In Burn after Reading (2008) bumbling people get involved in situations more complex and dangerous than they can imagine, yet even these situations are not that complicated, compared to others. One of the reasons this film met with lukewarm reviews, I think, was that it was difficult to pigeonhole. Following directly on the heels of No Country for Old Men, it might have led critics to expect some sort of follow-up at least in tone and subject. Instead the Coens give us comical, inept characters played by George Clooney, Brad Pitt, and Frances McDormand. On the surface, much of the film might seem like a comedy, yet it is hardly comedy. Burn after Reading is a tragedy masked as comedy. It's a movie about spies and the CIA that is in fact only indirectly about those subjects. It's a film in which horrible things happen to people too naïve and too dumb to merit their fates. It leaves us confused and uncertain how to react.
Frances McDormand plays a trainer in a physical fitness center obsessed with finding a life partner. She never says husband, but it's clear husband, or at least long-term partner, is what she wants. She believes that to make herself attractive to a man she needs extensive cosmetic surgery and much of her motivation in the film focuses on finding a way to fund the surgery. Brad Pitt plays a trainer in the same gym. He's wonderful at playing this character without much substance at all. When he discovers what he believes are secret documents lost by a C. I. A. agent, he and Frances decide to contact the owner and return them in hopes of a reward. Things develop from there.
It would be easy to discuss this film without any reference to spies and espionage. Two characters suffer failing marriages. George Clooney plays a Treasury Department agent who brags that although he carries a gun he's never had to shoot it, even though he's trained to shoot "without thinking." Clooney's character is obsessively dedicated to habit—in everything he does and says. He is vain, narcissistic, unscrupled, and wholly superficial. He is married to a successful children's book author but is constantly looking for ways to hook up with other women. He's building a most unusual present for his wife, whom he doesn't believe knows about his extramarital habits. John Malcovich plays the C. I. A. agent whose attempts to write a memoir are discovered in the gym by Brad Pitt. Malcovich doesn't leave them there—the secretary of the private detective hired by Malcovich's wife loses them—she's planning to divorce him. She's also sleeping with Clooney, who's also sleeping with McDormand.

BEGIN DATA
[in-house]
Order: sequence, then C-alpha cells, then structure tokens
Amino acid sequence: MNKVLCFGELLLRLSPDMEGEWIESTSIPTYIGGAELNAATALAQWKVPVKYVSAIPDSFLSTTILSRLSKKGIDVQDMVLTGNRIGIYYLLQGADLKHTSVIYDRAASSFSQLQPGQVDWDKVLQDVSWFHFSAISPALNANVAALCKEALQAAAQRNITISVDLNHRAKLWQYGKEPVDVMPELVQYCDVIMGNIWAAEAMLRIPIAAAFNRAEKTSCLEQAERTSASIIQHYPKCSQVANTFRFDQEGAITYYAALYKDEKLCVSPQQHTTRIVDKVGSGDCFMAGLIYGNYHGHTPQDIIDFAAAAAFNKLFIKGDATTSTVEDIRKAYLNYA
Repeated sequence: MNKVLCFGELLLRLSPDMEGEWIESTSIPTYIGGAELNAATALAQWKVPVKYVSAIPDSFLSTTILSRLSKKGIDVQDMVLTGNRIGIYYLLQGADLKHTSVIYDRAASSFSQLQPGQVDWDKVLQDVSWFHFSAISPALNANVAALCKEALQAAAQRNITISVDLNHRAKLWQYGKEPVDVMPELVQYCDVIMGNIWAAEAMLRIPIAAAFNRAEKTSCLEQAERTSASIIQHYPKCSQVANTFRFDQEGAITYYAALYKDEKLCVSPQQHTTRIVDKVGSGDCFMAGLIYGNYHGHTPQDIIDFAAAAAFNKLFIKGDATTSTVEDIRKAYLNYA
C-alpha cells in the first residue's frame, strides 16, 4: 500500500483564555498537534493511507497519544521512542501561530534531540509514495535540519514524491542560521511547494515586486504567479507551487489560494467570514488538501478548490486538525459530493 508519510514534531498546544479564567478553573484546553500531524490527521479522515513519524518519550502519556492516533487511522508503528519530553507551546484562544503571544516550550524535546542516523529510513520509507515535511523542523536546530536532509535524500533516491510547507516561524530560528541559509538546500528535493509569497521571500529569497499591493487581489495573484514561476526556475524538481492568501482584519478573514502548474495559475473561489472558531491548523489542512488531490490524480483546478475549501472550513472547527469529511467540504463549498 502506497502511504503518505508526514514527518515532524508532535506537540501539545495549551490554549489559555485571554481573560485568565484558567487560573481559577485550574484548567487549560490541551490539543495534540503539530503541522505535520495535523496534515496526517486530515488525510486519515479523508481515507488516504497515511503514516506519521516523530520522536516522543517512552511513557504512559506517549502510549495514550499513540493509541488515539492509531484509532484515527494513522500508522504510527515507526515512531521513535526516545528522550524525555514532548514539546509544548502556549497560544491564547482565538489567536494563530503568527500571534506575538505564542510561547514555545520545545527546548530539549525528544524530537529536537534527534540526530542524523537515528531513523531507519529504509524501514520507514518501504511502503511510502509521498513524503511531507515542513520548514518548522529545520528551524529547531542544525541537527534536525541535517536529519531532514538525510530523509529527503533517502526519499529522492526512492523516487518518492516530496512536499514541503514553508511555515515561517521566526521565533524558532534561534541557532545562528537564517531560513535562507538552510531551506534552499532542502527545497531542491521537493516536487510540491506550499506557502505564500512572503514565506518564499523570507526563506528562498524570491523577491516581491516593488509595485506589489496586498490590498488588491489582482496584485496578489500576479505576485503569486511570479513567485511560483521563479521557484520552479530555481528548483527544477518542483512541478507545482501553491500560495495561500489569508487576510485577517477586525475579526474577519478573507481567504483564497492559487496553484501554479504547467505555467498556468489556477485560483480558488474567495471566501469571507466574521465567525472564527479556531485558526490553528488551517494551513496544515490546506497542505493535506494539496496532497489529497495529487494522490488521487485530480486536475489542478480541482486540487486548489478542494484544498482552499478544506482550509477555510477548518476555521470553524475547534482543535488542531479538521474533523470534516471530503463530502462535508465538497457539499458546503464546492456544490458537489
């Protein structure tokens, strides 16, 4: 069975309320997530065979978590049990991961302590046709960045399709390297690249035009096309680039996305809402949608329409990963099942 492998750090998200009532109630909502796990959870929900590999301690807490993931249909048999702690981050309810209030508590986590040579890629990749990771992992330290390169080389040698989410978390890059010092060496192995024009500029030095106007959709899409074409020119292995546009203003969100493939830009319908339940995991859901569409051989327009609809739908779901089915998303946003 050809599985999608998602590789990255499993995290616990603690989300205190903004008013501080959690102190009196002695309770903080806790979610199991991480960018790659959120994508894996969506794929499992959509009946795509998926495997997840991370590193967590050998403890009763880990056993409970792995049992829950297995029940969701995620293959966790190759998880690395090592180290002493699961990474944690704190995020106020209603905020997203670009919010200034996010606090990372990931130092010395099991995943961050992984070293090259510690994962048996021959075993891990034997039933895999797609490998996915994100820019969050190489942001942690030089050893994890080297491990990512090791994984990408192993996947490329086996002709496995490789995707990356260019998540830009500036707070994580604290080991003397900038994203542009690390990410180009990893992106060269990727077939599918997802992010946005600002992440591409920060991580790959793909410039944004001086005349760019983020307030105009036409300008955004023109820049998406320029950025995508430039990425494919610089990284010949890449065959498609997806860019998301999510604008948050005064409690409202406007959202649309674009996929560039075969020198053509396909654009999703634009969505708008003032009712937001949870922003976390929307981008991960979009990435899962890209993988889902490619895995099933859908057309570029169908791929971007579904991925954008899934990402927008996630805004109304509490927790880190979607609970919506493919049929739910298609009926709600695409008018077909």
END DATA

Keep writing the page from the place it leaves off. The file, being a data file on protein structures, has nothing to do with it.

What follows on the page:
Key scenes in the film occur on a tree-lined boulevard in Washington, D.C. This is where people go to meet the dates they have arranged via Internet social sites.
All the principal characters in Burn after Reading function in a state of relative ignorance and incompetence. They regard themselves as more savvy, more important, more significant than they really are. As they become increasingly caught in complicated entanglements, they never realize that they're in over their heads, until it is too late. Clooney's character has two such moments of realization. In one he discovers that the person who has been tracking him is a private detective hired by the lawyer whom his wife has employed to represent her in a divorce suit—he has no idea she plans to divorce him. In the second he realizes a connection between himself and a friend of Frances McDormand, with whom he is having an affair. The realization drives him batty—the paranoia he already seemed given to takes over, and he screams at McDormand "Who are you?" and runs in panic down the street away from her.
The most pathetic example of a person in over his head is the manager of the fitness center. He is a retired Greek Orthodox priest who is secretly in love with McDormand's character—she has no inkling of this fact and constantly confides in him about her desire to find the right man. The unrequited lover's attempt to aid McDormand goes fatally wrong.
Malcovich plays a C. I. A. operative with relatively low-level security clearance. His decision to write his memoirs, after being reassigned to a desk job for apparent alcoholism, is a sign of his own failure to recognize his unimportance. When a high-level C. I. A. supervisor learns that the memoir is being peddled to the Russians, he loses interest as soon as he learns Malcovich's security clearance level.
All the lead and secondary actors in this film are excellent, Pitt and Clooney in particular.
Rather than comedy or spy thriller, Burn after Reading is really film noir. No one comes to a good end. Even the C.I.A. supervisor is uninterested in the fates of these people who make the mistake of believing that their lives might mean something.